The Financial Stability Oversight Council, a US Treasury Dept agency created with the passage of Dodd-Frank, has designated insurance giant Prudential Financial as “too big too fail,” a move that forces the third non-banking institution so designated to undergo additional oversight and stress testing to avoid the kind of financial crisis we endured before. The Pru joins American International Group (better known as AIG) and General Electric Capital Corporation (better known as GE Capital) as non-banks to earn the distinction, and it’s one they don’t want. The FSOC “determined that material financial distress at this company — if it were to occur — could pose a threat to US financial stability,” but they stressed that there were no signs of trouble at the moment. The Prudential said in a statement that it is “reviewing the rationale for the determination and our options.” The rationale, I’m sure, has to do with the fact that Prudential has over a trillion dollars in assets worldwide. If they were to engage in extremely risky behavior they could bring about global financial ruin. They should be scrutinized more closely.
Better yet, they should be broken up into smaller companies that can’t be bring down the entire global financial markets should they fail. “Too big to fail” is the same as “too big to exist.” No person and no corporation (they are not the same thing) should ever be so big and financially powerful that they could bring down the world economy should they stumble. That is not a sound financial footing. I’m neither an economist nor a person educated in the field of Economics, but I can promise you this: No economy can work if the money within it doesn’t circulate. If all the money is in the hands of too few people, then it stands to reason there isn’t enough leftover for everyone else to use. Hoarding more money than you’ll ever need to use in your lifetime is not just selfish, it’s actually harmful to everyone else. In order for society to function, people need to have money to spend to get the things done that they need done. For example, I’ve got a gutter that needs to be repaired. Money’s a little tight right now so I can’t get it done. If I could, the gutter repair company would not only fix my broken gutter (which could save me money down the road form damages caused by the broken gutter), but they could take the money I pay them and use it not only to pay their workers, but also to pay for the materials they used to fix my gutter. Their workers, in turn, would take their paychecks and go to the store to buy groceries, and the companies from which they bought their supplies to fix my gutter would use their money in a similar way. And the money would move from one business to the next, into the hands of the workers, who in turn would circulate the money around getting the things done that they need done. None of us are getting rich off the one or two transactions we have with that money, but we’re all getting what we need. That doesn’t happen when rich people sit on money they don’t need. (And, no, their investment into more stocks does not help the economy nearly as much.) What good is having more than you need? How do you benefit from excessive selfishness? And why do we treat the philosophy of Selfishness as something positive?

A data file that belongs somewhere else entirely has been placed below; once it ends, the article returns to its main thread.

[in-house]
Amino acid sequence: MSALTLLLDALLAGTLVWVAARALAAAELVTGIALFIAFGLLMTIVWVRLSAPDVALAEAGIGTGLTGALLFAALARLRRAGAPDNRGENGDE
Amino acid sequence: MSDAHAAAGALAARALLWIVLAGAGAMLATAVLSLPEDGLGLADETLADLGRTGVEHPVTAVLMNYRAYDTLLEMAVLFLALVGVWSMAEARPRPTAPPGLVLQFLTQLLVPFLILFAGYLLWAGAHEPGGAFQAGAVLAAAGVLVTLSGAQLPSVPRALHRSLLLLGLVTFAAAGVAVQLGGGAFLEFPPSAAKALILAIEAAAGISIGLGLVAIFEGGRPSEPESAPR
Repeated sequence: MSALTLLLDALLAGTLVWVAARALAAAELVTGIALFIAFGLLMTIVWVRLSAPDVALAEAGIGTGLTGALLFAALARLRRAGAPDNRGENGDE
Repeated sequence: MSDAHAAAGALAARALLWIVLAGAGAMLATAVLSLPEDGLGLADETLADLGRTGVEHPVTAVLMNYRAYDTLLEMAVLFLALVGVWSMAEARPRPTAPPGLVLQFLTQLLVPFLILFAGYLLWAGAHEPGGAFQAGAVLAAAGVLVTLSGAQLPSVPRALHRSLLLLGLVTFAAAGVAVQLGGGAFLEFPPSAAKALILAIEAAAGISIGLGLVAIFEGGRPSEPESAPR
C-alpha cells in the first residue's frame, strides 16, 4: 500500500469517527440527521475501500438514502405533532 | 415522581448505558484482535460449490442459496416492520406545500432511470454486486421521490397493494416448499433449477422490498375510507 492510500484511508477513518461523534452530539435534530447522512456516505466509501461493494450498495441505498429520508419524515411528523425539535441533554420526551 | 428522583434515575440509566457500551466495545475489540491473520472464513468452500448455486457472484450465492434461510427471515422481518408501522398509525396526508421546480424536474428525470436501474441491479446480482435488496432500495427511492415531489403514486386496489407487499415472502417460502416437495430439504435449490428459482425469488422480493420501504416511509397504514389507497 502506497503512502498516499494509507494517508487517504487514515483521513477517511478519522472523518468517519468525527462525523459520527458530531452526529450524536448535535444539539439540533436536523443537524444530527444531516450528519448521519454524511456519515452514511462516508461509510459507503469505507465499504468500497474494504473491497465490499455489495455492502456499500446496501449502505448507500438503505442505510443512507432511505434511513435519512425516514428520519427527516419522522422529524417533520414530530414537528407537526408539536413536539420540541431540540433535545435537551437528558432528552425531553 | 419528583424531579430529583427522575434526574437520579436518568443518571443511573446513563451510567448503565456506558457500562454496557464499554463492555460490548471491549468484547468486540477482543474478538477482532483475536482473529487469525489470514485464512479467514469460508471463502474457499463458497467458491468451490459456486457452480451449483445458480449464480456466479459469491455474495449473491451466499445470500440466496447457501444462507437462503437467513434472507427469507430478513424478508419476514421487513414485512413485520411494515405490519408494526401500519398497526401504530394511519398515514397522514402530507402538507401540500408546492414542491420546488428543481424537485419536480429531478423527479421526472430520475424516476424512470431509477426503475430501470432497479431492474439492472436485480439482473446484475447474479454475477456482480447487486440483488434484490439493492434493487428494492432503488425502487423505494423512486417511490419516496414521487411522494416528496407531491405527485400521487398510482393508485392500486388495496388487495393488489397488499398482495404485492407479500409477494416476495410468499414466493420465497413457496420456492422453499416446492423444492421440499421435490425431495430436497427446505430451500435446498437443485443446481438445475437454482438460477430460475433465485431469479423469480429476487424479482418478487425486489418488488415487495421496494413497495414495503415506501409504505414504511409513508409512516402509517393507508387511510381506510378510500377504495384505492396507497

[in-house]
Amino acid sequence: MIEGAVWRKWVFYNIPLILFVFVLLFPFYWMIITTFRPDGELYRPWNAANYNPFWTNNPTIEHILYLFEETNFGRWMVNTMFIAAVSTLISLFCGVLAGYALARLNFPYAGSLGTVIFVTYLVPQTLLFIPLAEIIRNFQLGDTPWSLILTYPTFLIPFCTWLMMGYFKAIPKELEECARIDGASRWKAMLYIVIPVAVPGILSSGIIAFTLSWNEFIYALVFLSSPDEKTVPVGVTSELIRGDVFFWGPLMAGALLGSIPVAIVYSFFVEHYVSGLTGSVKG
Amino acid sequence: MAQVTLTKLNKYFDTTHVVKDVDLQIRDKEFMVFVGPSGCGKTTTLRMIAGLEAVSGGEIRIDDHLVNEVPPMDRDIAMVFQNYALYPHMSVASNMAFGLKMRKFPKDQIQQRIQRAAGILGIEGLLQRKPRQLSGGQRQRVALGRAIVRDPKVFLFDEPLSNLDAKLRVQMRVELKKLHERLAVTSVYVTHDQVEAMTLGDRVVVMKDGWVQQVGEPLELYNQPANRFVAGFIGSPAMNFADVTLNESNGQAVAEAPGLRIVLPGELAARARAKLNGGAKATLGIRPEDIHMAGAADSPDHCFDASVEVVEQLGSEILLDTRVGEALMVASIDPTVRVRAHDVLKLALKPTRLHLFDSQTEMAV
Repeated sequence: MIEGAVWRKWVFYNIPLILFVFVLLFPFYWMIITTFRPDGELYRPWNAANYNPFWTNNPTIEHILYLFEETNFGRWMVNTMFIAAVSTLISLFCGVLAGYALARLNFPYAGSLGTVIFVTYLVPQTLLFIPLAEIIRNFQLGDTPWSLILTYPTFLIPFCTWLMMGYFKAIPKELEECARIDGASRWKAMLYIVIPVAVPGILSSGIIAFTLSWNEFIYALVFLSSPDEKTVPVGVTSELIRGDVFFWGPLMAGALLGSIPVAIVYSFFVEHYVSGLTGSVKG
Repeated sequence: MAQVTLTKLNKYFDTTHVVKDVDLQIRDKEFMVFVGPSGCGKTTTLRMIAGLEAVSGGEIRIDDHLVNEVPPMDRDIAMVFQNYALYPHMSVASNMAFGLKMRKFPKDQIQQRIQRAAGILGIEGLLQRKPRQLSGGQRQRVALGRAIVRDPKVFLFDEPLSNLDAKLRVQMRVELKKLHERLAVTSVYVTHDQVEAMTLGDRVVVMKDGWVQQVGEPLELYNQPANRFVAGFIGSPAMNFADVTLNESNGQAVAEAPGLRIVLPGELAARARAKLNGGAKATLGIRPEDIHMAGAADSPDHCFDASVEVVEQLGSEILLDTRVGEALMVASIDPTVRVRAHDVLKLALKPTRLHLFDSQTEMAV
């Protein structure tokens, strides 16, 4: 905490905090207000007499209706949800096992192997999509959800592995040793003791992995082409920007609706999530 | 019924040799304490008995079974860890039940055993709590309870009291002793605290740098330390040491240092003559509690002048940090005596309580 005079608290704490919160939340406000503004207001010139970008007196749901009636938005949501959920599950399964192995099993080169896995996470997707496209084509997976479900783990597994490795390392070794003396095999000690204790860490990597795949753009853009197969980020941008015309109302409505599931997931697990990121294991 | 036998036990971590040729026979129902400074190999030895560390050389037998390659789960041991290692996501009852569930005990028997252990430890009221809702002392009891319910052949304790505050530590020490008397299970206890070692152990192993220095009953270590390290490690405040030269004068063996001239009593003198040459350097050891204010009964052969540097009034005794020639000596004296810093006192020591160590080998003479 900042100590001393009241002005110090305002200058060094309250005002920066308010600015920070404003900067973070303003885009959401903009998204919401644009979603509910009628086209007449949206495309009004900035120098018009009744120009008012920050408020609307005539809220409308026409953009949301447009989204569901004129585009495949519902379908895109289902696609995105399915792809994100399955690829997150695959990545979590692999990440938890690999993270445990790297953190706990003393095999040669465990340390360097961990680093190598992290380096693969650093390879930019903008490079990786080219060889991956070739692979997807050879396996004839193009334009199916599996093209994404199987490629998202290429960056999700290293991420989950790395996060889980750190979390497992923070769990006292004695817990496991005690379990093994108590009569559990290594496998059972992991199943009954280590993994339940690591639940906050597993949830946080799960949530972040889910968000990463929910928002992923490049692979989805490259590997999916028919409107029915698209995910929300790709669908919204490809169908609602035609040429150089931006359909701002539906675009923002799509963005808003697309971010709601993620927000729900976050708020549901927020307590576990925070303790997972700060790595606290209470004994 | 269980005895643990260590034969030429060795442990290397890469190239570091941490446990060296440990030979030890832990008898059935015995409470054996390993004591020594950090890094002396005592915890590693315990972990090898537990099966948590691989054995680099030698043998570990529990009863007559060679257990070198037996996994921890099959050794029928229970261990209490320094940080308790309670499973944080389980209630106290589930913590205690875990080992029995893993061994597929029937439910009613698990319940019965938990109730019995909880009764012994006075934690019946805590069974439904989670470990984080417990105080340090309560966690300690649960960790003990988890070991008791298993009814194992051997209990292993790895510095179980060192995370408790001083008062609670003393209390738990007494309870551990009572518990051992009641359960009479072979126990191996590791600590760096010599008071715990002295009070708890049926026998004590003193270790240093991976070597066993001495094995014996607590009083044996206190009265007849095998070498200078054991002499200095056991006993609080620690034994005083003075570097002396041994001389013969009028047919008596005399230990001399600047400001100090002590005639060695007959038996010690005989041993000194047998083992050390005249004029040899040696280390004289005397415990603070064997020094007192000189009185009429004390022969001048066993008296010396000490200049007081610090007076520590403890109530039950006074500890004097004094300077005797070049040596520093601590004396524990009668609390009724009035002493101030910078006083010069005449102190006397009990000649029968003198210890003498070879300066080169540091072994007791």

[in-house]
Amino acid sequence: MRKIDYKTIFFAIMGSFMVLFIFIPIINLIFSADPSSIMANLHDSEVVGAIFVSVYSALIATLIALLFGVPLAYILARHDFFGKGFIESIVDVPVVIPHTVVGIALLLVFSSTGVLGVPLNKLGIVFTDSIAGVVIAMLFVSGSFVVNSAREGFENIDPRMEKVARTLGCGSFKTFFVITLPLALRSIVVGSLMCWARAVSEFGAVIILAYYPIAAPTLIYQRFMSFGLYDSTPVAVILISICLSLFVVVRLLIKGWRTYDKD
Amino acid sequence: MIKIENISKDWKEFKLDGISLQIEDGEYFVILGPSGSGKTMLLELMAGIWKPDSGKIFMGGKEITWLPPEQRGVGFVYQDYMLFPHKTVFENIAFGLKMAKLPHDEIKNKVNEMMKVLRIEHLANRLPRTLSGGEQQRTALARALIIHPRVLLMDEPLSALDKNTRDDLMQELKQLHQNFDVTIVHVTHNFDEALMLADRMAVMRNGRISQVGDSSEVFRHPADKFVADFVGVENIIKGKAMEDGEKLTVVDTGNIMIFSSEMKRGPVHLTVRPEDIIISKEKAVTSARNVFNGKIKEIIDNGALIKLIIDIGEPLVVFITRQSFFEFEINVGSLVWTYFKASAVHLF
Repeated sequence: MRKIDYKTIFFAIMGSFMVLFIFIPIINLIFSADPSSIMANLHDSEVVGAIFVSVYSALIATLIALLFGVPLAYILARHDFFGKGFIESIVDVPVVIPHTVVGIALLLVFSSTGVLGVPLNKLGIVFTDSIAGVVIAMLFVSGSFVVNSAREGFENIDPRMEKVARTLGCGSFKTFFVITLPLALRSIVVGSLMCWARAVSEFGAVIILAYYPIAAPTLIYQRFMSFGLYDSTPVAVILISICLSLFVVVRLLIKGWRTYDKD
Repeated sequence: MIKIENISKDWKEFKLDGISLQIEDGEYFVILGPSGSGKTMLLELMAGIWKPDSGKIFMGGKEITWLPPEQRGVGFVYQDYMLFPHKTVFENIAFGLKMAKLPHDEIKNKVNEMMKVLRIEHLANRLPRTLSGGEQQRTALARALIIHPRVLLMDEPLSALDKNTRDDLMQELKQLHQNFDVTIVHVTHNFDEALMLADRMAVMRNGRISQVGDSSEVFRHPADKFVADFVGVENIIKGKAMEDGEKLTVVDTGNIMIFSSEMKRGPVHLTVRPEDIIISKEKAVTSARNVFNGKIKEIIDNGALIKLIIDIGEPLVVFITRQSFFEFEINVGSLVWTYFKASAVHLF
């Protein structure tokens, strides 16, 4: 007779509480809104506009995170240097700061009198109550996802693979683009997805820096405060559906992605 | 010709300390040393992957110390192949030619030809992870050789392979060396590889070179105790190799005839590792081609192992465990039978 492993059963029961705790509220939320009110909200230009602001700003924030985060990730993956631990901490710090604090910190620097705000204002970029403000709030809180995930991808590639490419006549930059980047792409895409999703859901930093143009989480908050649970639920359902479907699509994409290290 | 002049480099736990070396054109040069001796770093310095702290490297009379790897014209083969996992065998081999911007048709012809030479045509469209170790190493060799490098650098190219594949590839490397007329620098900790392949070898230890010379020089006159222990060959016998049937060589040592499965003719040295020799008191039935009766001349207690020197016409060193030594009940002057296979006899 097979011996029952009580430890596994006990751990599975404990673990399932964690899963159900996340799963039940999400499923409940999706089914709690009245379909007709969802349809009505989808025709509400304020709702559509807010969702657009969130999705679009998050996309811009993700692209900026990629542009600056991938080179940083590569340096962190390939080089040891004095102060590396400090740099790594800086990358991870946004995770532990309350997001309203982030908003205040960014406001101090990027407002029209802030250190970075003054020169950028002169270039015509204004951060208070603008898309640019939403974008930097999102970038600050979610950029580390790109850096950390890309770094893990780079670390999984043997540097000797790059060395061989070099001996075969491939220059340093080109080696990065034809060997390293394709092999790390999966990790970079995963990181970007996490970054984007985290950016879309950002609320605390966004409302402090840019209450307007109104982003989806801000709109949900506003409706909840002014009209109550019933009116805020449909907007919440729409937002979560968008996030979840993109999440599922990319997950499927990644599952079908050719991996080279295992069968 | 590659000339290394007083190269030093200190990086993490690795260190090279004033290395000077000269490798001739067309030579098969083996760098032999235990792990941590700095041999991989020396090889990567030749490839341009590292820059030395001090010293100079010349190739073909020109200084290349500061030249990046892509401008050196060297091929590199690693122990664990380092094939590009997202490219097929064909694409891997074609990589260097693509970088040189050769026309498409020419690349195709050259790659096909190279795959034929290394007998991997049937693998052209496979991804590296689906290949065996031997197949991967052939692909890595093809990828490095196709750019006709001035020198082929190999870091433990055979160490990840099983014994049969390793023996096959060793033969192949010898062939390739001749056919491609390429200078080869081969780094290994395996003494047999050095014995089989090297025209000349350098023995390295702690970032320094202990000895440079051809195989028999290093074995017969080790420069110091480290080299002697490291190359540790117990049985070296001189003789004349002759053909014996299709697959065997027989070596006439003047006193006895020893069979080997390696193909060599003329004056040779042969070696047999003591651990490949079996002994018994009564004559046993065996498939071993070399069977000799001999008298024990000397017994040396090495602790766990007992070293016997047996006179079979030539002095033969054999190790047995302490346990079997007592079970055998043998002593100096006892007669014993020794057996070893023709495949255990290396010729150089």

To paraphrase Aaron Sorkin, the Republican Party has been so busy trying to keep their jobs that they forgot to do their jobs. The Tea Party faction (a project of the Koch Brothers and their ilk) has got the semi-normal members of the party so frightened of losing their jobs that they cave in out of fear of being primaried out of Congress. The result is forty-one pathetic attempts to defund Obamacare. I keep hearing them say how Obamacare is “destroying” the country, yet I never once gear exactly how this is happening. No one ever truthfully explains how the law is harming our nation. What I do hear is example after example of how conservative business owners are trying to get around Obamacare by cutting employees’ hours so they won’t have so many full-time workers who are eligible for health insurance. In other words, because some people will be selfish, everyone has to suffer. Instead of denouncing the greedy business owners, conservatives have held them up as examples of what could go wrong with healthcare reform. “Obamacare is bad because greedy, selfish people like me can take advantage of it and my workers.” Maybe the law needs to be strengthened, not repealed.
This is our daily open thread. Feel free to talk about Prudential, the Koch Brothers, your greedy, selfish Republican relatives or anything else you wish to discuss.